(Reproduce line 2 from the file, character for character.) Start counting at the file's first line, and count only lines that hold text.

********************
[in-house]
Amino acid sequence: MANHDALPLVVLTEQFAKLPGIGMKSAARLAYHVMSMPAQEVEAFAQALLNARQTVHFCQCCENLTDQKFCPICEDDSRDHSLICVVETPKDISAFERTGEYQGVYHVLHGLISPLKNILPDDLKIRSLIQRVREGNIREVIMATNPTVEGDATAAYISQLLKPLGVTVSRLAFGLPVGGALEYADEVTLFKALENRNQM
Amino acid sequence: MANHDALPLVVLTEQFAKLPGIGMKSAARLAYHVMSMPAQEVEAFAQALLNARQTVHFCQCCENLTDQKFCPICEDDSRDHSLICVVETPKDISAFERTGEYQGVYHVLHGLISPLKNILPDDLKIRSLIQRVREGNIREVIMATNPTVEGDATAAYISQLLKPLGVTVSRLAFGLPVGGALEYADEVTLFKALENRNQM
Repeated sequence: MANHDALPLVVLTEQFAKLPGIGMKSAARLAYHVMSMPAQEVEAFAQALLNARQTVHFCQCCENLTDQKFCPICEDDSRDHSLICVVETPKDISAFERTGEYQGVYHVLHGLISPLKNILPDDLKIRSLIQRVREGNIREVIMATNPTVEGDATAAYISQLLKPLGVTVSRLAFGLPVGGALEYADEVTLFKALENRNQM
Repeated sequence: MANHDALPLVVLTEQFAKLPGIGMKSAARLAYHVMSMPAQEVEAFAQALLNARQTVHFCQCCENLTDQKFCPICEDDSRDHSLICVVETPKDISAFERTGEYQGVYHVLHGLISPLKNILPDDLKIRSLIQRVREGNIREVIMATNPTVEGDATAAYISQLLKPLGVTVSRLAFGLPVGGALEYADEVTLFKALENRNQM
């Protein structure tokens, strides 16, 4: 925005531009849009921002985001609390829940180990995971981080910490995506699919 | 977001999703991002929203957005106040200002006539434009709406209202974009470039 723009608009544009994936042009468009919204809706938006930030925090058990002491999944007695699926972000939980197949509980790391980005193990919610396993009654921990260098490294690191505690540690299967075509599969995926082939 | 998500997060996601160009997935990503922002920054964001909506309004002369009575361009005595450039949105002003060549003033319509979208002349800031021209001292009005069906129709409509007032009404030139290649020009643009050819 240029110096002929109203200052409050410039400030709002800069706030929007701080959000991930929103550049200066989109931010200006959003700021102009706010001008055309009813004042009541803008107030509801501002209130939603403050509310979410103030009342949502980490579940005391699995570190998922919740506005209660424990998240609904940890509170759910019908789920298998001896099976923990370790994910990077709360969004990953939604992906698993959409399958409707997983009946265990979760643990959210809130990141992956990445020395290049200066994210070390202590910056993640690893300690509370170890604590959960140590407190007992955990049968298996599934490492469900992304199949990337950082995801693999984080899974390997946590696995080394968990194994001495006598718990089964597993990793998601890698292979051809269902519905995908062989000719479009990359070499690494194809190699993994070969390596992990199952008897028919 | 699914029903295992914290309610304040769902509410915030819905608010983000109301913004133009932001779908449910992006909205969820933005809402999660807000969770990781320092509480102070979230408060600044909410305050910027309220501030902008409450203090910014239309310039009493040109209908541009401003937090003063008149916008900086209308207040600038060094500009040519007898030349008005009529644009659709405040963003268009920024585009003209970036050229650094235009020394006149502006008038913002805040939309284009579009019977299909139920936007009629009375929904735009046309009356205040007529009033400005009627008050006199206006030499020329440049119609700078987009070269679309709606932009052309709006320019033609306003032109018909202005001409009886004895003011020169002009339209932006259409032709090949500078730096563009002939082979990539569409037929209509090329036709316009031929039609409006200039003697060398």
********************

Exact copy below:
Amino acid sequence: MANHDALPLVVLTEQFAKLPGIGMKSAARLAYHVMSMPAQEVEAFAQALLNARQTVHFCQCCENLTDQKFCPICEDDSRDHSLICVVETPKDISAFERTGEYQGVYHVLHGLISPLKNILPDDLKIRSLIQRVREGNIREVIMATNPTVEGDATAAYISQLLKPLGVTVSRLAFGLPVGGALEYADEVTLFKALENRNQM